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Do you have home finance and wish to extract some advantage from the banking and property markets? If so, then switching banks may be an option for you.
Mature investors in the UAE are increasingly making use of the stabilised property market and low profit rates. More homeowners are now willing to change their finance plans and move to new banks that offer better deals. According to industry figures, the monthly ratio of buyouts at major banks in the UAE is around 18-25 per cent of the total new booking value. The switching option, however, is a tricky one.
As a customer, you must exercise caution and be exceptionally sure of your needs and numbers. Here's a step-by-step guide to the whys and hows of switching home finance.
Why do it?
The predominant reason for switching home finance plans is to secure a more benign instalment rate. If done wisely and at an appropriate time, it can help save a fair amount of money in the longer term.
Since competition is fierce in the UAE, finance providers are offering plans with special benefits in the hope of retaining customers and attracting new ones. It is up to the customer to remain alert of these developments and figure out how he or she can take advantage of the competitive environment.
Demanding customers often look beyond better rates and want schemes that offer additional facilities such as linked credit cards, takaful as well as financing for off plan projects.
Whether driven by choice or necessity, customers must base their decisions on how the property market performs going forward and how it will impact banking services and offers. Will competition among banks trigger a low-rate environment? Will this force banks to come up with attractive offerings and special incentives for customers?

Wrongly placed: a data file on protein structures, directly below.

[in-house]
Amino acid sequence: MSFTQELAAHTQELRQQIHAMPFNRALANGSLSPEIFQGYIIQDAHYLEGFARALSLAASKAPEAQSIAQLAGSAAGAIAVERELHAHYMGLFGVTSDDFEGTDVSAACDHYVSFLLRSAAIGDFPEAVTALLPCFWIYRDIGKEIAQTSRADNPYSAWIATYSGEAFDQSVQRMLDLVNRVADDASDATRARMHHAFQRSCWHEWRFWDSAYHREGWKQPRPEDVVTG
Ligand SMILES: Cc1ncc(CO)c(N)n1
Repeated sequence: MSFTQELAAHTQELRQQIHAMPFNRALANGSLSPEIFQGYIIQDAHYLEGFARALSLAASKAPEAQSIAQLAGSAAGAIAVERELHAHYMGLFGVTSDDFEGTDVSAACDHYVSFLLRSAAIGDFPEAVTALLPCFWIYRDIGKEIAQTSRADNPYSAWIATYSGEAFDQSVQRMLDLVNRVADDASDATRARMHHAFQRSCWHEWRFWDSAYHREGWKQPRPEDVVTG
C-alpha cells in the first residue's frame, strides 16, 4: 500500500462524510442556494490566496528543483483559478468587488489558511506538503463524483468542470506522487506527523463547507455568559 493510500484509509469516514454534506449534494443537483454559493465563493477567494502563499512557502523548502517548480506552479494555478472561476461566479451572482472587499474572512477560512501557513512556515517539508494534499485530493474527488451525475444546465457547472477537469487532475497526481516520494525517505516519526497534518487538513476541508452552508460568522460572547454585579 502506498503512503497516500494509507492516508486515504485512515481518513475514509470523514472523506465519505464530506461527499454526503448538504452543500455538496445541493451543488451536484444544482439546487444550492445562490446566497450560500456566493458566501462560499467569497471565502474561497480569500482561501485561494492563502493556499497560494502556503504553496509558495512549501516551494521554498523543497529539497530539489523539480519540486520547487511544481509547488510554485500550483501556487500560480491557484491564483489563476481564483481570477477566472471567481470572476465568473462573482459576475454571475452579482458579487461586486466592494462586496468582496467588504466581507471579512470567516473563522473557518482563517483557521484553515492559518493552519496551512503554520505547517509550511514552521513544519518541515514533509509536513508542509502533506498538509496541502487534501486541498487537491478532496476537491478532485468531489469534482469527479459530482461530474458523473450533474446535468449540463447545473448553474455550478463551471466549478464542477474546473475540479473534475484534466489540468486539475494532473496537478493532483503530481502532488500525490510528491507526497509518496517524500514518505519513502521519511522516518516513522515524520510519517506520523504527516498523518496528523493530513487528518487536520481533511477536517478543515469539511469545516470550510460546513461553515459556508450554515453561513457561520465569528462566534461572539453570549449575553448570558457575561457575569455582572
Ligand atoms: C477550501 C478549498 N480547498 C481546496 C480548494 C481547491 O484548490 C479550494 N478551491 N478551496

For instance, there's demand for housing in Abu Dhabi, while Dubai is witnessing a slight decline in residential transactions. In both these situations, there is competition among banks to entice customers with lower rates and other frills.
However, customers should keep in mind that profit rates in the UAE have been relatively low and stable, currently around 3.5-4.5 per cent. So the question to ask is, what else can your bank come up with?
Give them a chance
Before reviewing the possibility of a shift, it is a good idea to contact your bank and see if it has any offers or alternative deals. A bank will, at times, reduce instalments for a good customer it is keen to retain. In the UAE, banks increasingly use various tools and negotiate to keep customers. This could be in the form of a fixed rate for a fixed period, or make scope for early settlement.